Notes From the Iyengar Ethics Committee Ruling Dismissing A Recent Allegation Against Manouso Manos

How The Iyengar Ethics Committee Handled the Manos Allegation: Meeting Notes

On September 10th, the all-volunteer IYNAUS Ethics Committee met to consider an allegation of in-class sexual assault brought by Iyengar teacher Ann West against Advanced Senior Iyengar teacher Manouso Manos. They ruled to dismiss the allegation for lack of evidence.

Manos currently holds a seat on the Senior Council of IYNAUS. At least one of the Ethics Committee members is a long term student of Manos, enrolled in his three year Iyengar Yoga Therapeutics course.

The ruling, along with notes from that meeting, show that the committee glossed over past allegations against Manos. They questioned West’s perceptions of the incident, but found Manos’s explanation of his intentions plausible. One member suggested the committee punt the file to the Iyengar family in Pune.

The most recent allegation against Manos was first made public by KQED:

Ann West was performing an advanced backbend at a yoga workshop when her teacher came over and stroked her breasts and nipples, she said. He did it, she said, in a way “that could only be described as a caress.”

In the KQED report, yoga teacher Charlotte Bell makes a similar allegation, previously unreported, about an interaction with Manos in 1988. The allegations from West and Bell are similar to several others made in a 1991 investigative report by the San Jose Mercury News.

The meeting notes also document a previously unreported 2014 ethics complaint against Manos, “for using inappropriate language with sexual connotations during a class.” According to the notes, the Committee reviewed the incident and reported it to B.K.S. Iyengar, who asked Manos to apologize. Iyengar died later that year.

In 1990, Iyengar had pardoned Manos for actions later reported, or similar to those reported, in the San Jose Mercury News. This pardon reinstalled Manos at the Iyengar Yoga Institute of San Franscisco, prompting the resignation of several senior teachers, including Judith Lasater.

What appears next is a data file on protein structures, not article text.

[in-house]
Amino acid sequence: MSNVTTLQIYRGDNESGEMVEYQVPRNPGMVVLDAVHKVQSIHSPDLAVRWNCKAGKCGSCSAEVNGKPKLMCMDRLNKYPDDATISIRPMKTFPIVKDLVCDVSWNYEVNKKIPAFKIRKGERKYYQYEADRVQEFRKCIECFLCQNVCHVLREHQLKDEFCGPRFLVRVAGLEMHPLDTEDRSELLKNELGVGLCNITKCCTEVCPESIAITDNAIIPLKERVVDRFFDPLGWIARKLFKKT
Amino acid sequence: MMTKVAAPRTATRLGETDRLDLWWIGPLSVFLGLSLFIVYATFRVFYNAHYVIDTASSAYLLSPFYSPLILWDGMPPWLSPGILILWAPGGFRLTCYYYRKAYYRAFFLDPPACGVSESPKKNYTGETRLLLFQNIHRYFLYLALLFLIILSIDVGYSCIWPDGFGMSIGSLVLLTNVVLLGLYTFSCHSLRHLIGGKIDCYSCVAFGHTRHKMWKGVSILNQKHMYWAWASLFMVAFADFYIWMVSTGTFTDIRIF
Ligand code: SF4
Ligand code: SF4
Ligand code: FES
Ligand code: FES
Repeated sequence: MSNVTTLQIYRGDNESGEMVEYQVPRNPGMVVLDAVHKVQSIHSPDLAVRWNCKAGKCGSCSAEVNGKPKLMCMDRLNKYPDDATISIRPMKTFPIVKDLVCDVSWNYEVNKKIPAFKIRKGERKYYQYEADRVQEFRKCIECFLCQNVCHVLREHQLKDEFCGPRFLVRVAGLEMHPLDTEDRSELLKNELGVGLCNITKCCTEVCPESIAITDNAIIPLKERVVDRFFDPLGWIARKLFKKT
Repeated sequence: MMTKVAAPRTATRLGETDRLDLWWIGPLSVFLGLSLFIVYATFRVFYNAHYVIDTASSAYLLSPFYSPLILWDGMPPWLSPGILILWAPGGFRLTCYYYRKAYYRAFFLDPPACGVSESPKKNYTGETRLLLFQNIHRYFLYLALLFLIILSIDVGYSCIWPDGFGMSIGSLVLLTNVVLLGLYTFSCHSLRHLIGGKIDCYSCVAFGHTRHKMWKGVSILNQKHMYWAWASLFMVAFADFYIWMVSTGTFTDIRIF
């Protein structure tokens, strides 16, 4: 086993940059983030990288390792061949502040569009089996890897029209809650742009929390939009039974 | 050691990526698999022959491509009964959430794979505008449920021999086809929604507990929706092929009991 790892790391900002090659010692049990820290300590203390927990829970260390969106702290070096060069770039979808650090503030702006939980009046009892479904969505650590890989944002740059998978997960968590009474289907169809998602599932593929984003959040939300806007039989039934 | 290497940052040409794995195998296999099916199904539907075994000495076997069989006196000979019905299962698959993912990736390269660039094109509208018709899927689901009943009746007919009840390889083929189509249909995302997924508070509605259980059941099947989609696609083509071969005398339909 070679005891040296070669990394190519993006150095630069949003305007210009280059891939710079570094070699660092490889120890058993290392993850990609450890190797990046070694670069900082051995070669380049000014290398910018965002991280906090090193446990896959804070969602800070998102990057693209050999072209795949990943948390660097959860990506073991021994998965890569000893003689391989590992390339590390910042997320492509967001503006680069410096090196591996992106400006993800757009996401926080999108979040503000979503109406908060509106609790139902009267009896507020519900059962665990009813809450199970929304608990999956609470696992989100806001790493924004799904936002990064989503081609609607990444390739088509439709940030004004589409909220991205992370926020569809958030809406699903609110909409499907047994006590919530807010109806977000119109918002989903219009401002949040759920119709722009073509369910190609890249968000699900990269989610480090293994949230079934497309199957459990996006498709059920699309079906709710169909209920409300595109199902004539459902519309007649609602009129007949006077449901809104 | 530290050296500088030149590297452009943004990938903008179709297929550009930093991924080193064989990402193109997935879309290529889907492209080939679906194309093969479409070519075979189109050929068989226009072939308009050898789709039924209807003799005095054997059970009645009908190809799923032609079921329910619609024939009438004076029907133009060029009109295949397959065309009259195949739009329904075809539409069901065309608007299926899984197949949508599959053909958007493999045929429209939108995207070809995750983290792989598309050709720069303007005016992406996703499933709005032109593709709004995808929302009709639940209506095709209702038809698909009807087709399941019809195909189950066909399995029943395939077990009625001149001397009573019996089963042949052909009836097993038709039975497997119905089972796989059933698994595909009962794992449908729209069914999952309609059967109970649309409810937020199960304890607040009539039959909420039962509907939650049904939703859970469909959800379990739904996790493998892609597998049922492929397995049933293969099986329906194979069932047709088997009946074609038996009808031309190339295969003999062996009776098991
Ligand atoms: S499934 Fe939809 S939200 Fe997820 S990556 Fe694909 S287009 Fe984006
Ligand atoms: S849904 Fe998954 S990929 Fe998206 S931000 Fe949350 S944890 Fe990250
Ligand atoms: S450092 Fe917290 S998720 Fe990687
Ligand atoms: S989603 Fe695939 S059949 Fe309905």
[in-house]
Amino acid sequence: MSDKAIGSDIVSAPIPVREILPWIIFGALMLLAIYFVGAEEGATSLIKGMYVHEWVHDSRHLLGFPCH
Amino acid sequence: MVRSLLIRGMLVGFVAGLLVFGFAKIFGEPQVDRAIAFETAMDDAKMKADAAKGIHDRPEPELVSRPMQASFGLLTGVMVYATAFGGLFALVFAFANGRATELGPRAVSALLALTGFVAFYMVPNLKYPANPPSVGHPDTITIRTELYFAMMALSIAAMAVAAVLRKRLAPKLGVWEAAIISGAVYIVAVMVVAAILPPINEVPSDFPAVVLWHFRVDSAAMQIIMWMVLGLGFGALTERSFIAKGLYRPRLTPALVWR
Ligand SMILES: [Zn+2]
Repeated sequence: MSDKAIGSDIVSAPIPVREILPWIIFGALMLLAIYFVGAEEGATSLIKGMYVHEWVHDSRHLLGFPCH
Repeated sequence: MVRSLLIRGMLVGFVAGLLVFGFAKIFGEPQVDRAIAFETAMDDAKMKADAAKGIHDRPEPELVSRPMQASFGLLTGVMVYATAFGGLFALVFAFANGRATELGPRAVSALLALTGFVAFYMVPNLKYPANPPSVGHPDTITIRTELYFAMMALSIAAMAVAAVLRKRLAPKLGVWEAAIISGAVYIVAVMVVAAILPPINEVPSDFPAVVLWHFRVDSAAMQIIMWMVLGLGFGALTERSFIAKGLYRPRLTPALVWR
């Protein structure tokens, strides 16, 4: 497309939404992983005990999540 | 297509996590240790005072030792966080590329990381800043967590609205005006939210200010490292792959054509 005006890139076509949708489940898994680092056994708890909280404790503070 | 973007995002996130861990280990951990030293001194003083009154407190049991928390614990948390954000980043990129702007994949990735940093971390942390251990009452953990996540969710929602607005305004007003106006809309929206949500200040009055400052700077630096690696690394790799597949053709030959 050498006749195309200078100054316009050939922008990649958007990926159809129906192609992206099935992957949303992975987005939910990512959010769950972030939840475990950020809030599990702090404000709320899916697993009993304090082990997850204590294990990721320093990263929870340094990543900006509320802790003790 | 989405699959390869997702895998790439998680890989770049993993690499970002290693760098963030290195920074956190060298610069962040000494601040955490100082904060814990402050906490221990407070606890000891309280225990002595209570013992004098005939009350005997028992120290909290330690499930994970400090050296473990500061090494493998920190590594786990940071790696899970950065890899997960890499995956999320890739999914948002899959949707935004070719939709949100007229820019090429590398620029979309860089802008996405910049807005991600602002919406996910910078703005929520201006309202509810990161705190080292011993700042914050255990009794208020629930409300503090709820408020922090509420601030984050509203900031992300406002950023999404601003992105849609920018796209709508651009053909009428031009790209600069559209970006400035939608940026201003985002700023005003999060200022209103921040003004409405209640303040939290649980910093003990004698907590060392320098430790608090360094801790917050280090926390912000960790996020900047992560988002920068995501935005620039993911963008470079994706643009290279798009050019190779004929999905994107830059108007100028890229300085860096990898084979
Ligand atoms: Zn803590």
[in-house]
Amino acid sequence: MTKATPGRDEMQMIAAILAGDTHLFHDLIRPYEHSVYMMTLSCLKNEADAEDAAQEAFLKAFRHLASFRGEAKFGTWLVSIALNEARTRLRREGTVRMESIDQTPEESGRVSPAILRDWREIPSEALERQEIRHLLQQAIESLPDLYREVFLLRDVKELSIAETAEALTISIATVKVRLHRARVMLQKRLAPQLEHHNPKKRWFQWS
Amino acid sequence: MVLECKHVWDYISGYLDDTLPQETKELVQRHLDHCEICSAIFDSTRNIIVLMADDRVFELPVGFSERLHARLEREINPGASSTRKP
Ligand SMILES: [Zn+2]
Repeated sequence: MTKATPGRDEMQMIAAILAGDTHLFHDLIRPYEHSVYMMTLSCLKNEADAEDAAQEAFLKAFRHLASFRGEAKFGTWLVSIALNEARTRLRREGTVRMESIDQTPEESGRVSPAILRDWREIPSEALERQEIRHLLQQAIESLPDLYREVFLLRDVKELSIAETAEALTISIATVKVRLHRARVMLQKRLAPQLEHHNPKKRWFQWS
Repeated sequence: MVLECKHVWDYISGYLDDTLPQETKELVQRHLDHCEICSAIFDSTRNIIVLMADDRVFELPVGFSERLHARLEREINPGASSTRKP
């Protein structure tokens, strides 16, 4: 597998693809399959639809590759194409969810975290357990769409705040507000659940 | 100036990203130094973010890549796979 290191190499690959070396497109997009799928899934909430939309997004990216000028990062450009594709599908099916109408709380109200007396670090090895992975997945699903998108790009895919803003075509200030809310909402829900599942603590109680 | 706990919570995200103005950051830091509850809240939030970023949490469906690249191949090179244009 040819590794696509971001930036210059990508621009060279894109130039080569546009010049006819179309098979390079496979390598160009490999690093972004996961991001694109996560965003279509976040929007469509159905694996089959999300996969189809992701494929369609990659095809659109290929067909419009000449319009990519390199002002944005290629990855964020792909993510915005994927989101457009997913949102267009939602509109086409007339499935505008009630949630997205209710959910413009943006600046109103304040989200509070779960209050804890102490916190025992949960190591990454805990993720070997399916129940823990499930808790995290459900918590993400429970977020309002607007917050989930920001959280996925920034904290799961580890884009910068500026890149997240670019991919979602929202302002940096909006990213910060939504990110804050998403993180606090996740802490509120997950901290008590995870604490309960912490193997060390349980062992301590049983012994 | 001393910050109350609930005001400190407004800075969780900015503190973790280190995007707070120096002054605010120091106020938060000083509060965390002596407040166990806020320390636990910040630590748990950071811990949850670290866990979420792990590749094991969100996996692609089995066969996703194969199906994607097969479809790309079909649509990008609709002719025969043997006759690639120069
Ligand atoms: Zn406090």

The four-member Ethics Committee dismissed West’s allegation primarily for lack of eyewitnesses. This was the standard of evidence despite the fact that the assault allegedly occurred in a posture in which class participants were all upside down, rolling back and forth on the crowns of their heads.

Committee members considered three pieces of corroborating evidence provided by West, but determined they were insufficient. (As in the case of the allegation brought by Dr. Ford against Brett Kavanaugh, the corroboration came from individuals West told about the alleged assault prior to taking formal action.)

The meeting notes show that committee members first decided that West’s allegation was unsupported, then reasoned that the reports of Manos’s misconduct from 1991 and 2014 were irrelevant.

“The past history,” they wrote, “would have significantly impacted the nature of sanctions if there were a determination of an ethical violation beyond reasonable doubt in the present case.”

It seems, however, that committee members weren’t clear on that history. They either didn’t read the 1991 report, or they accepted Manos’s denial of its findings.

The notes record that when asked about the 1991 report, Manos told the committee “The complaint on me from the 80s was for sleeping with my students. I am not and never have been a groper or molester.”

“Although there are no official records,” the notes echo, “the newspaper article and recent statement from IYNAUS shows that Mr. MM was sanctioned in 1992 for sexual misconduct i.e., “sleeping with his students.”

The committee is referring to a statement from IYNAUS president David Carpenter. The San Jose Mercury News article dates to 1991; Carpenter does not mention 1992. Carpenter also acknowledges that the earlier allegations included that Manos had “inappropriately touched students in class.”

The Mercury News report is more specific:

According to three separate sources familiar with the case, all of whom insisted on anonymity, Manos allegedly rubbed his pelvis against women students in a sexually provocative way as the women were doing yoga poses, touched them in private places during classes under the guise of pose adjustments, and asked certain women students individually into an institute classroom after group classes, where, behind closed doors, he performed sexually charged physical manipulations, and had intercourse.